November 28, 2018

Heavy school bags are a health risk for Indian children

Heavy school bags increase risk of back pain and bad posture

Photo credit: Sandra Cohen

The government has issued guidelines after a study found most students aged seven to 13 carry over 45% of their body weight on their backs.

Concerned about producing a generation of children with hunched backs and other spine problems, India has denounced schools for making students carry heavy school bags and giving young children homework.

The government has issued weight guidelines for school bags depending on a child's age, citing studies that show how the load can affect soft, developing spines.

One survey done by the Associated Chambers of Commerce and Industry of India found that 68% of pre-teen children might suffer from mild back pain, which can develop into chronic back pain and later into a hunchback.

The study, which covered more than 2500 children and 1000 parents in major cities, found that more than 88% of children from seven to 13 carry more than 45% of their body weight on their backs.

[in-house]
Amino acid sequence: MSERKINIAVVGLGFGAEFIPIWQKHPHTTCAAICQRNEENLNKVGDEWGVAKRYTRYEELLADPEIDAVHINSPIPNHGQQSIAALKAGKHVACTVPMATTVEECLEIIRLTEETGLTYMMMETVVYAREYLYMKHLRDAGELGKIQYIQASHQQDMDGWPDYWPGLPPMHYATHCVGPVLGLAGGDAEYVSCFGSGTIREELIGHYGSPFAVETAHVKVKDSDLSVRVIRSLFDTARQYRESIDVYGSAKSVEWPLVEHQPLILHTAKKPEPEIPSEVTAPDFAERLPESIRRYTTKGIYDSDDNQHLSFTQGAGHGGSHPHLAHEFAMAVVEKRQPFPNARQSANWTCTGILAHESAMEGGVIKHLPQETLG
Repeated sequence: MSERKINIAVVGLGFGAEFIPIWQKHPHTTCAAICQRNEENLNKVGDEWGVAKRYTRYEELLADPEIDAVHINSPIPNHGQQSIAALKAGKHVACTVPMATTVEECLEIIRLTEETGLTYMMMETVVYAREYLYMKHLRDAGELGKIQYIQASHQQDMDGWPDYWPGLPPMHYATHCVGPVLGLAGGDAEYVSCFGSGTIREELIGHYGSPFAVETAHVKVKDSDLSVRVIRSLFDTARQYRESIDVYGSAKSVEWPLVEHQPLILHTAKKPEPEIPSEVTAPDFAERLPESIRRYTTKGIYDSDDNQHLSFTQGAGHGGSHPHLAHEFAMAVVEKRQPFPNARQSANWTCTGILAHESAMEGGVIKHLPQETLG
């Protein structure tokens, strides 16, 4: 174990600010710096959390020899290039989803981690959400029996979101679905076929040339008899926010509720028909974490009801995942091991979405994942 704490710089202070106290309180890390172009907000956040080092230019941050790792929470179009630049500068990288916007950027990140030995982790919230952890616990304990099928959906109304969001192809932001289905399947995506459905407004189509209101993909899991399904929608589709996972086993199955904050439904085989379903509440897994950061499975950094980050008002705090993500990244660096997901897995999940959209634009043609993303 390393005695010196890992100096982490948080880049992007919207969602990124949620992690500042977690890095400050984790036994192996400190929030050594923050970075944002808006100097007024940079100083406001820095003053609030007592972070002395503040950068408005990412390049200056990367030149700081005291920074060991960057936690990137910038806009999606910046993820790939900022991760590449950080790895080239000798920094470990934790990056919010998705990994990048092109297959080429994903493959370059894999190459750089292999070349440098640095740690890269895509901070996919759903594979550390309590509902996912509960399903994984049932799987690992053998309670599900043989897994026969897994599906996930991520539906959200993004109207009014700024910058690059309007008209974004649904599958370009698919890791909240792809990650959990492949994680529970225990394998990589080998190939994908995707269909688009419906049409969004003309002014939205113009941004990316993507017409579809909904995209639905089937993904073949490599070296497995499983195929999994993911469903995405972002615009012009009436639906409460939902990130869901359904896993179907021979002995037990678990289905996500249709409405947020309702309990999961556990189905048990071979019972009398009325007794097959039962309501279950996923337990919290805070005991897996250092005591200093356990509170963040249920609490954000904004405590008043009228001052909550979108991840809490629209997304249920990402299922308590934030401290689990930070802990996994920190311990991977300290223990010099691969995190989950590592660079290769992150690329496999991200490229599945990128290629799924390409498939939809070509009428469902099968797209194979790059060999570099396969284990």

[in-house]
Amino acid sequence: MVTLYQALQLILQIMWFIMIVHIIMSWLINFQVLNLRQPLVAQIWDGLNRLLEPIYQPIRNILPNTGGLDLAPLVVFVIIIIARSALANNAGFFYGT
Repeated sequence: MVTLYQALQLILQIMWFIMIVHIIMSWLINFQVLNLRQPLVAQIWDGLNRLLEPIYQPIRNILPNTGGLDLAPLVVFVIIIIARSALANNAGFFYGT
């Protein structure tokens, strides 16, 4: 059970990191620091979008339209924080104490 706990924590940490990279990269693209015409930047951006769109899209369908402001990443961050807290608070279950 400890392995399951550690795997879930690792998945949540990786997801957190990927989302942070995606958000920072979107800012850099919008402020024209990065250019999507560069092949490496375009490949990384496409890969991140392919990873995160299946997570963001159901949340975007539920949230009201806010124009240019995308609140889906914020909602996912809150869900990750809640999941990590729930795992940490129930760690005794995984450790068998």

Rashmi Tapke, a mother of two, said heavy school bags reflect poor timetable planning and said she supports the federal initiative.

Children in India face the risk of backaches due to the load of books in their bags

Photo credit: Adam Cohn

"If they (schools) plan, they can repeat the subjects taught and thus reduce the load. My kids find it difficult to carry so many books," Tapke, whose children attend a private school in Mumbai, said.

The state of Maharashtra, where Mumbai is located, mandates that the weight on the bag should not exceed 10% of the child's body weight. Many schools there have started using white boards and projectors to ensure text books are not required to be carried to school.

But in large parts of rural India, children have to walk great distances, weighed down by school bags. Children have been known to ford rivers, some with books on their heads, to get to school.

"My frail daughter has to haul about four to five kilos of books in her school bag and also carry her lunch box and water bottle in a separate bag," said driver Rajinder Shukla, whose child attends a school in the most populous state Uttar Pradesh.

The federal circular also suggests that no homework be assigned to kids in grades 1 and 2 which will also ensure they don't need to carry books home.

Government's school bags guidelines

Classes I and II - not above 1.5kg
Classes III to V - between 2kg and 3kg
Classes VI and VII - not above 4kg
Classes VIII and IX - not above 4.5kg
Class X - not above 5kg

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